Tim Baker’s deft direction delivers a suitably subtle treatment of any homosexual subtext and holds sentimentality at bay as the increasingly looming doom unfolds; served by Oliver Harman’s simple touring set, plus restrained lights and sound, by Kevin Heyes and Dyfan Jones respectively.

This London run has concluded an acclaimed two-year tour, commemorating the centenary of the ending of The Great War, the very last show happening on 11 Nov, Armistice Day itself.

BOX OUT: GAY GREAT WAR POETS

Siegfried Sassoon (1886-1967)

Sent to France in 1915, Sassoon was nicknamed ‘Mad Jack’ for near-suicidal bravery, being decorated twice, including a Military Cross. Wounded in 1917, he came home – increasingly, and publicly, disillusioned with the war. Treated at Craiglockhart War Hospital near Edinburgh, he there met, and influenced, Wilfred Owen.

Left: Wilfred Owen. Right: Siegfried Sassoon.’

Wounded again on the Western Front, Sassoon spent the rest of the war in England, publishing poems. His darkly sarcastic Memorial Tablet includes the line: “I died in hell (They called it Passchendaele).”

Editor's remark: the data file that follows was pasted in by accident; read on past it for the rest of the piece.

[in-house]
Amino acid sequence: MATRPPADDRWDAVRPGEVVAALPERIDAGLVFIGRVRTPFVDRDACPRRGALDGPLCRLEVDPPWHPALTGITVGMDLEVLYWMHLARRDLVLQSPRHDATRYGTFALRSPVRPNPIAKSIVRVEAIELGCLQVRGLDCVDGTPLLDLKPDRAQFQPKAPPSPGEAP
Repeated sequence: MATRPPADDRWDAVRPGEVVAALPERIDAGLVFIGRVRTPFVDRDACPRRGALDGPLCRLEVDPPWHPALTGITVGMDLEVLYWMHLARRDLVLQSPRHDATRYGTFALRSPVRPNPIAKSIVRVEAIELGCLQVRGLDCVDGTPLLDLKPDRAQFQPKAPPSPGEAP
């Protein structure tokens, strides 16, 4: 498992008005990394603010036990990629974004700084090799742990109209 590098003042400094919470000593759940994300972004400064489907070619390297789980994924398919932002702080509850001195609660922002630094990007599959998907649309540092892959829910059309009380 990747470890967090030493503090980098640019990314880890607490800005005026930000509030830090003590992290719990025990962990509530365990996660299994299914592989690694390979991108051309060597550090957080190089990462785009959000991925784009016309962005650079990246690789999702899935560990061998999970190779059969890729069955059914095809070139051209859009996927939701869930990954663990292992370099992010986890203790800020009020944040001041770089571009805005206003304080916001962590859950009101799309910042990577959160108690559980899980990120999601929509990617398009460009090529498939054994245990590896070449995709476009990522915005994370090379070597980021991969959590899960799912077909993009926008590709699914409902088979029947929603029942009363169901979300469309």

Post-war, Sassoon did much public speaking, whilst penning novels, including Memoirs of a Fox-hunting Man (1928). He had a number of affairs with men but surprised friends by marrying in 1933, and siring a son, although this marriage broke up after WW2. He died in 1967.

Wilfred Owen (1893-1918)

Owen was sent to the Western Front in 1917. Shell-shocked, he was treated at Craiglockhart War Hospital near Edinburgh where he met Siegfried Sassoon.

Returning to France in August 1918, Owen was himself awarded the Military Cross for bravery in October, and was killed on 4 November while trying to lead his men across a canal. His parents received news of his death on 11 November: Armistice Day.

Published in 1920, edited by Sassoon, Owen’s sole poetry volume contains, arguably, the finest war poems ever written in English – not least Dulce et Decorum Est and Anthem for Doomed Youth.

Writer Robert Graves, and other personal acquaintances, have claimed that Owen was homosexual, and homoeroticism does seem a central element of much of his poetry. Through Sassoon, Owen met a sophisticated homosexual literary circle, notably Scottish writer C. K. Scott-Moncrieff. Intriguingly, Owen asked his mother to burn a sack of personal papers after his death; and his brother subsequently cut certain passages from Wilfred’s letters and diaries.